I would still recommend stopping here for the view if you are driving through the area. Like Flåm, Geiranger (the town below) is also a port for cruise ships, so it is busy with tourists. One of the popular things to do here is to take a boat tour on the fjord to the seven sisters waterfall! 


OMG THIS PLACE IS UNBELIEVEABLE. Sorry (but like not) for the over excitement, but the water in this lake is so turquoise blue that it almost looks fake. Sadly we arrived late in the evening so all of the camping sites next to the water were taken, so we ended up getting a small cabin on the hillside. The weather was poor for us, drizzling on and off the entire time that we were there. Nonetheless the brilliance of the water truly shined, contrasting beautifully against the green hillsides and overcast skies. If it had been slighlty better weather I would have absolutely loved to take a small row boat with Alex out to the middle of the lake.


A very cute, colorful, and small city surrounded by water. This was the farthest west that we traveled, and because of that, the weather was rather poor. If it wasn’t pouring rain, it was extremely windy. However, we were able to make the best of the situation and enjoy some of the city’s uniqueness. The architecture is beautiful and will have you feeling like you are wandering through a central European city. For a stunning (and the best) view of the city, head to Aksla, a 400+ paved step ascent. If the number of stairs intimidates you, don’t worry, you will start to see the view before you are even halfway up. We stopped halfway to get all of our shots, because it was so gosh darn WINDY - I thought we were going to blow off the side of the mountain. While in Ålesund you also have to sample the local seafood as it is one of Norway’s top fishing harbors. We enjoyed a bowl of fish soup on a grey and rainy evening, and it was absolute perfection. While here we stayed at the CUTEST and most perfect Scandinavian Airbnb ever. After camping for a week, sleeping on a real bed felt heavenly. We were also introduced to the uniqueness of Norweigan shower setups, and were once again reminded of our hatred for Norweigan laundry machines (don't ask).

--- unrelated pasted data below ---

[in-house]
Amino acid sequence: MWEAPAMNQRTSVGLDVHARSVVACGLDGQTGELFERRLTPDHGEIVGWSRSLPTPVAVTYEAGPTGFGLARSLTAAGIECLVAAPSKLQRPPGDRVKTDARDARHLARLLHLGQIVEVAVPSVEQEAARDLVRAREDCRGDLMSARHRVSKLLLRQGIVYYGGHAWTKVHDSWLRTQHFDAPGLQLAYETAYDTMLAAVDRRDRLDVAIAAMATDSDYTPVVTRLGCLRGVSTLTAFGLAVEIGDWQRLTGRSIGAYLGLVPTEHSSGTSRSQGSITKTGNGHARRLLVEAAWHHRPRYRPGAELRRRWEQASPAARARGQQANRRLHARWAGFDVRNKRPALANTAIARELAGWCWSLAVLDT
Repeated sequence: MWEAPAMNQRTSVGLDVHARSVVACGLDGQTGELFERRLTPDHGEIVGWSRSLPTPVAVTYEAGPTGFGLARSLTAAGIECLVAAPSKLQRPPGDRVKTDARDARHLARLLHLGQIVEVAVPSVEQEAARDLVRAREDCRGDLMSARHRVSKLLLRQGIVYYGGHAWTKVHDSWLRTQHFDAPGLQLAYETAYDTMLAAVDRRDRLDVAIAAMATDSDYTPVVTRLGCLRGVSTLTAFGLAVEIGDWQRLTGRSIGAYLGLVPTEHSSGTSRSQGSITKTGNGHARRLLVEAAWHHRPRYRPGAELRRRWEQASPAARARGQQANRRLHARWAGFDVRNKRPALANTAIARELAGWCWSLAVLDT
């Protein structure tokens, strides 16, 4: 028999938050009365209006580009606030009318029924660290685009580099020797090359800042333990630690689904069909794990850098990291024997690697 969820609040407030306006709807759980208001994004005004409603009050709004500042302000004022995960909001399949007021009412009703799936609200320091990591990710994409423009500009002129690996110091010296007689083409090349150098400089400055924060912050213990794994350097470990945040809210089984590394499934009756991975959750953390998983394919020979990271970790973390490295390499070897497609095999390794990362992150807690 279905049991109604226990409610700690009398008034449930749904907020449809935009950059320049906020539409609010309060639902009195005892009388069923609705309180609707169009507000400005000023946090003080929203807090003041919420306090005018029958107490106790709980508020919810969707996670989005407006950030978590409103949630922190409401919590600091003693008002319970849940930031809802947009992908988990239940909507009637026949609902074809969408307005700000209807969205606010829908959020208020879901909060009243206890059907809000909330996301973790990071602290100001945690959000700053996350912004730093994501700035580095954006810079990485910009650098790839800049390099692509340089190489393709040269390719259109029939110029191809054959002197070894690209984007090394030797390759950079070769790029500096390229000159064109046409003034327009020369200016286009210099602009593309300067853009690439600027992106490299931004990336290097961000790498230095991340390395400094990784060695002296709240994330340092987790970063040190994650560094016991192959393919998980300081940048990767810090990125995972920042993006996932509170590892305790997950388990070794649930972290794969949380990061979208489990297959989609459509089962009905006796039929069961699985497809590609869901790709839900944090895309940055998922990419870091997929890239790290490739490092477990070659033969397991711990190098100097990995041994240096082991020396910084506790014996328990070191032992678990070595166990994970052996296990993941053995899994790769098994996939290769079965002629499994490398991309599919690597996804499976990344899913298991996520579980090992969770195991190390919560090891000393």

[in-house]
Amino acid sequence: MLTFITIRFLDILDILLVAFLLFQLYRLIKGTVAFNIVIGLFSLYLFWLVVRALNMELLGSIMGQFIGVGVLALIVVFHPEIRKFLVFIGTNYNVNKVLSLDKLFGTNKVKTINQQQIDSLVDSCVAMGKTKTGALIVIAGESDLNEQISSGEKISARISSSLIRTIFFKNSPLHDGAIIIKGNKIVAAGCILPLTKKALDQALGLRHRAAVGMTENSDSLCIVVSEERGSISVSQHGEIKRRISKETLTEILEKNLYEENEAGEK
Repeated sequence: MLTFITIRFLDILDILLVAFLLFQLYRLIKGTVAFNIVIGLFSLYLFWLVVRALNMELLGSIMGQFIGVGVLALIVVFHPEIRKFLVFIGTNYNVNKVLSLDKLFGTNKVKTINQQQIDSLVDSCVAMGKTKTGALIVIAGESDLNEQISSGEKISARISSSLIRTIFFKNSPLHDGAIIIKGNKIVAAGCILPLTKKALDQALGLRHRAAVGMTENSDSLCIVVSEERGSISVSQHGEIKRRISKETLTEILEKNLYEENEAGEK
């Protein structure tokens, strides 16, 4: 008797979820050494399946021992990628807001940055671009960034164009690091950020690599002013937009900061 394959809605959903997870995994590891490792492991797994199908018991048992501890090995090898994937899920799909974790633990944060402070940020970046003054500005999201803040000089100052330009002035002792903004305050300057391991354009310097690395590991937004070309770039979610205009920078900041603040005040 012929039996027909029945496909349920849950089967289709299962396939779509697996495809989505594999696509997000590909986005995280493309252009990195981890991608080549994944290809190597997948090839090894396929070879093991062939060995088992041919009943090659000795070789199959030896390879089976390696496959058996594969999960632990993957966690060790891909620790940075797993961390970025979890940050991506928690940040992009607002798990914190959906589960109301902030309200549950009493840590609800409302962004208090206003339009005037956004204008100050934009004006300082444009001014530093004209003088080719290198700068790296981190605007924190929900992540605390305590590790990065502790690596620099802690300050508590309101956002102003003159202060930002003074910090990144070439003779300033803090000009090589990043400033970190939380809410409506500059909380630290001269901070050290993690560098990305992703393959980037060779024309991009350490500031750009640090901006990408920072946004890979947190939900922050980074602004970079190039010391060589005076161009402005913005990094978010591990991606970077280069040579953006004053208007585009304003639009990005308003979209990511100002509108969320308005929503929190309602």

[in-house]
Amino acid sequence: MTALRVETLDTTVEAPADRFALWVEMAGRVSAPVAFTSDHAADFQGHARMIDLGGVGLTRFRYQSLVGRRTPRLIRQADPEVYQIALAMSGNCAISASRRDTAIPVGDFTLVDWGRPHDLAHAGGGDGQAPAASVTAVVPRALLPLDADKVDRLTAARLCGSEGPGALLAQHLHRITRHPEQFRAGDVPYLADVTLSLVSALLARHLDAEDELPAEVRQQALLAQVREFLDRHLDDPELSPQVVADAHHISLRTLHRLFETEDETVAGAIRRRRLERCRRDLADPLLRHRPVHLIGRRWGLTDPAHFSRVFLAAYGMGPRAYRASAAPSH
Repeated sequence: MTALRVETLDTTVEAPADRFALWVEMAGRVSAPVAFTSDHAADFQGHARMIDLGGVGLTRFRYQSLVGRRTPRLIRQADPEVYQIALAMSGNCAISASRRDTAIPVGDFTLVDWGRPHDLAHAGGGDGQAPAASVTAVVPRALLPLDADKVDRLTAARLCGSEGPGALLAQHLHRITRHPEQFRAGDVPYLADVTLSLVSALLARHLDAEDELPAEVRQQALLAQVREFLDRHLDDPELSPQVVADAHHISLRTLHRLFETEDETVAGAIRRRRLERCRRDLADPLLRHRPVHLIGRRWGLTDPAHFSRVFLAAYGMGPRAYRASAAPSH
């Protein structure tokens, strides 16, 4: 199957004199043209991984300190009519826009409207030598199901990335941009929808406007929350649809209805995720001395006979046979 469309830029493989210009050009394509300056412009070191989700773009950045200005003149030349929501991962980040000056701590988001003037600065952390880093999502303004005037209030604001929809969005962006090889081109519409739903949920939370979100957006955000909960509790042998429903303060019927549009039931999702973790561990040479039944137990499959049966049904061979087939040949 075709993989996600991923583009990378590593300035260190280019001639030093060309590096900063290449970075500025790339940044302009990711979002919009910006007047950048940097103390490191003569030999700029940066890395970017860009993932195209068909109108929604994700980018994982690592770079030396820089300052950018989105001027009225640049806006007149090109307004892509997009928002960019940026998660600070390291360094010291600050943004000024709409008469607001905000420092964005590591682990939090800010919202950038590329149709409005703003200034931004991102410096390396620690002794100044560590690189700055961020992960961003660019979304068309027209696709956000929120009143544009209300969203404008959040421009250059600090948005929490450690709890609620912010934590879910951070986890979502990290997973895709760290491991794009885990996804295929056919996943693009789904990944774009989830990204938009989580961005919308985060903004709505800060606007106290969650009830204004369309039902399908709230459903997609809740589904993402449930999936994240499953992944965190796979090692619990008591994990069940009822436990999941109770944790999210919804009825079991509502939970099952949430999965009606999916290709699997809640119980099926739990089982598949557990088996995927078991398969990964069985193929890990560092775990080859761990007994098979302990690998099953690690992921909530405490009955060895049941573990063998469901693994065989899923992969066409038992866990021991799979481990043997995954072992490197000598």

Atlanterhavsveien (Atlantic Ocean Road)

One of the two infamous roads in Norway that we visited! Back to back bridges create this road to connect a small collection of islands on the west coast. Because the road spans across open ocean water, the area’s unpredictable storms and blizzards, can make this road extremely dangerous. Thankfully there were no weather concerns when we visited, so it was just a peaceful scenic road. To be honest, it was hard to appreciate its true beauty from the ground. It wasn’t until we got our drone in the air and saw the bird’s eye view that I truly started gapping at its beauty!

Trollstigen (“The Trolls Road”)

This was the second infamous road that we visited. It is a steep, snakelike road that quickly ascends the side of a mountain with razor sharp switchbacks. Due to its relative proximity to the fjords, this place will fill with buses packed with tourists day tripping from their cruise. Thankfully we were able to avoid the crowd by arriving extremely late at 9 PM (thanks long Norwegian summer nights!) Once you drive up the road there is a tourist area that includes a large parking lot, restaurant, and gift shop. Definitely go to the lookout area as this provides the BEST view of the road. If you have a drone, beware! The road is between two mountains, which creates a wind tunnel. We legitimately almost lost our drone here but the little guy was eventually able to fight the wind.